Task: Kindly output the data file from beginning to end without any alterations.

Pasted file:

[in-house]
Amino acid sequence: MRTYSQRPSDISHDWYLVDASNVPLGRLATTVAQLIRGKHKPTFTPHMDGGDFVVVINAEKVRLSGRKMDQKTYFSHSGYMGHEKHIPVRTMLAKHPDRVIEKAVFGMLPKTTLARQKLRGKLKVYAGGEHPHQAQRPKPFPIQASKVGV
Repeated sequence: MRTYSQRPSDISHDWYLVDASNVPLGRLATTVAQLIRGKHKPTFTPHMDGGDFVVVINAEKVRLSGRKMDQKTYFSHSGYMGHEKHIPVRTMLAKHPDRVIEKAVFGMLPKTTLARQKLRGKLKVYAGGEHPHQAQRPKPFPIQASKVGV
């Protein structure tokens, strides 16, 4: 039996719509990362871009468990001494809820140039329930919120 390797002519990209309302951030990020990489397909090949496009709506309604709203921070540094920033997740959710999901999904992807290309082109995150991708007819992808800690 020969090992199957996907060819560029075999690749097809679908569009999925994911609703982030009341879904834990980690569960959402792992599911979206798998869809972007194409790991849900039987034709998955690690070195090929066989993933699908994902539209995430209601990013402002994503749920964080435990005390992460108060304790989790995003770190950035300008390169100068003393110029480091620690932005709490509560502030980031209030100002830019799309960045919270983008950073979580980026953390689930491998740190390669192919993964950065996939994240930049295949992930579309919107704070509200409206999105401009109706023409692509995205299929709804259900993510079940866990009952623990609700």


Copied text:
[in-house]
Amino acid sequence: MRTYSQRPSDISHDWYLVDASNVPLGRLATTVAQLIRGKHKPTFTPHMDGGDFVVVINAEKVRLSGRKMDQKTYFSHSGYMGHEKHIPVRTMLAKHPDRVIEKAVFGMLPKTTLARQKLRGKLKVYAGGEHPHQAQRPKPFPIQASKVGV
Repeated sequence: MRTYSQRPSDISHDWYLVDASNVPLGRLATTVAQLIRGKHKPTFTPHMDGGDFVVVINAEKVRLSGRKMDQKTYFSHSGYMGHEKHIPVRTMLAKHPDRVIEKAVFGMLPKTTLARQKLRGKLKVYAGGEHPHQAQRPKPFPIQASKVGV
């Protein structure tokens, strides 16, 4: 039996719509990362871009468990001494809820140039329930919120 390797002519990209309302951030990020990489397909090949496009709506309604709203921070540094920033997740959710999901999904992807290309082109995150991708007819992808800690 020969090992199957996907060819560029075999690749097809679908569009999925994911609703982030009341879904834990980690569960959402792992599911979206798998869809972007194409790991849900039987034709998955690690070195090929066989993933699908994902539209995430209601990013402002994503749920964080435990005390992460108060304790989790995003770190950035300008390169100068003393110029480091620690932005709490509560502030980031209030100002830019799309960045919270983008950073979580980026953390689930491998740190390669192919993964950065996939994240930049295949992930579309919107704070509200409206999105401009109706023409692509995205299929709804259900993510079940866990009952623990609700």